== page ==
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Uploaded on Jun 29, 2011
Philipp Vorndran of Flossbach & von Storch and James Turk, of the GoldMoney Foundation, talk about Greece and the necessary debt restructuring and how this could be borne by European banks, being between 2 and 3% of the Eurozone's GDP. However other dangers lurk: Belgium, Ireland, Portugal, Spain or Italy could all pose significant problems in the future. Philipp has just come back from Spain and says that he feels much more confident about there not being a liquidity crisis in the short term, with banking system issues larger than admitted by the government, but still manageable for the next few months. Belgium, Italy and the UK are next on his list of places to visit as he sees significant problems there too. Increasing government instability in Europe is a worrying development given historical precedent.
They talk about US government debt being put on negative watch and how people and governments outside the US are reconsidering their holdings of US Treasuries and US dollars as their reserves. They talk especially about China and how the shift to precious metals has started in earnest, as investment options are limited, fixed income gives negative real returns and Real Estate is starting to slow. They talk about how the ECB and the Fed are very much in sync in their money printing strategies, with the monetary base doubling since 2008. Philipp calls out the US on the Treasury bond ponzi scheme and argues that this tag is well deserved from the moment that the Fed became the largest holder o f US debt. They talk about inflation, double digit at least, as the most likely route taken by politicians to escape the debt burden.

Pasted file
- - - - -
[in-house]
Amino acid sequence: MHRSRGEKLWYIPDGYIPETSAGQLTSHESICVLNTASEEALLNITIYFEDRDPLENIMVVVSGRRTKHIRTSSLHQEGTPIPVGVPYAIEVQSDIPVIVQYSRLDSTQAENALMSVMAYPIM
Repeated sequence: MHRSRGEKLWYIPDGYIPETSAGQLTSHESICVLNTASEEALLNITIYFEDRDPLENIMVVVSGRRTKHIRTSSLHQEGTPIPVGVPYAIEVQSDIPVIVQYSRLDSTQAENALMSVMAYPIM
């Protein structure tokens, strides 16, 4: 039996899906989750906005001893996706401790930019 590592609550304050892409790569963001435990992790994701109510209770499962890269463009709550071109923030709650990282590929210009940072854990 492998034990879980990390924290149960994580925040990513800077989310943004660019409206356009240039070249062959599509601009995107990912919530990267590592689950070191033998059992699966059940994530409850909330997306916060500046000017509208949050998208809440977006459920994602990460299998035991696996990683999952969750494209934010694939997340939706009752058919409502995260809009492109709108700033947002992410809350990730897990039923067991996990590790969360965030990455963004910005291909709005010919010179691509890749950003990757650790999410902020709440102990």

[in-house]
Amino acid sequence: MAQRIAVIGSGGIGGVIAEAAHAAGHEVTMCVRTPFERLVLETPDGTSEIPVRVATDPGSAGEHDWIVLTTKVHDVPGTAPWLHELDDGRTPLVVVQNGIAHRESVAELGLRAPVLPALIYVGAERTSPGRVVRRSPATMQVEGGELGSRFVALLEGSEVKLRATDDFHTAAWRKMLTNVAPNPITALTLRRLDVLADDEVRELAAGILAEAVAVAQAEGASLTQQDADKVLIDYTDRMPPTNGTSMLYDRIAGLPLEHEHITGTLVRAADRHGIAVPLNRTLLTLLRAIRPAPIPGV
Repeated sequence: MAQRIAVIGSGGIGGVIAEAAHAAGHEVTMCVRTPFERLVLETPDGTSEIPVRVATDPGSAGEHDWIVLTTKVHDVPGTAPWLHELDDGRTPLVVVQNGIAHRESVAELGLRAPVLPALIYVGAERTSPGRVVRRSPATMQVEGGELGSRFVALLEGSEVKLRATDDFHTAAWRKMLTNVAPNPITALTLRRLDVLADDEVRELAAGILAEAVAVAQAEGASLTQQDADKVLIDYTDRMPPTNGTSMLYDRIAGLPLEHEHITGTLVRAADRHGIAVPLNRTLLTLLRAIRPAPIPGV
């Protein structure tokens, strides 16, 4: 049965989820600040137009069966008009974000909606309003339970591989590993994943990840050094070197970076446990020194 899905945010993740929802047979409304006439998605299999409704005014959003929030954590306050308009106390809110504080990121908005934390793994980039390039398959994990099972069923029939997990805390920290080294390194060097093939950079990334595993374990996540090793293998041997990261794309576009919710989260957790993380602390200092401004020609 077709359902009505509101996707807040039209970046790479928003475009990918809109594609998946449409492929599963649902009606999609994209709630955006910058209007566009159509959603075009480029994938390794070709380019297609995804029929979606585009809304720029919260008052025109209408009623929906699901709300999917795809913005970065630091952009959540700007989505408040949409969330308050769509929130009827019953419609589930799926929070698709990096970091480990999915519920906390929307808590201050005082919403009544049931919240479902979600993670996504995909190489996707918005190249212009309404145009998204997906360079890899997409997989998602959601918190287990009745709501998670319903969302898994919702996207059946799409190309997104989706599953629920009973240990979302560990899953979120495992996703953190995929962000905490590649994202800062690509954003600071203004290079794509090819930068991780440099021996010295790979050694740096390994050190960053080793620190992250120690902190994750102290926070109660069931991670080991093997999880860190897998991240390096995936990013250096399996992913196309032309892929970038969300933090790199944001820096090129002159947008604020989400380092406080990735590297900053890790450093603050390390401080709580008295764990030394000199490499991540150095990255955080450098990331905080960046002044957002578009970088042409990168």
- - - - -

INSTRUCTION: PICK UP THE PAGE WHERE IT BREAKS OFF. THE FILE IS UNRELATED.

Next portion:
They explain asset allocation and how the base of a portfolio must be 15 to 25% invested in physical gold and silver. They then go on to discuss where to find positive returns: the handful of countries willing and able to pay their debts: Chile, Norway, Australia, New Zealand, Switzerland, Singapore and Hong Kong. However Philipp remarks that these are very small and will be flooded with investment money looking for safe haven, leading to capital controls.
They discuss how inflation eats away at savings and destroy incentives to save and invest. James explains how capital formation is the key to long term and sustainable economic growth and that a country that destroys savings and its middle class through inflation can soon sink into poverty as has happened many times throughout history. They talk about the impoverishment of latin America in the past 60 years and how quickly the world can change and great nations can be brought to their knees if they do not look after their finances.
They imagine the future of the world's monetary system, both agree that the best way to protect your wealth is through tangible assets, geographical diversification and above all education and keeping your eyes open. They discuss which countries hold the most gold reserves and joke about whether the US and Germany hold the gold that they claim to own, given the lack of transparency of the Fed and the Bundesbank about their gold reserves. They talk about the political bent of central banks in today's world, as opposed to the independence of the Bundesbank before joining the Euro.
The interview was recorded on 14 May, 2011 in Hamburg, Germany.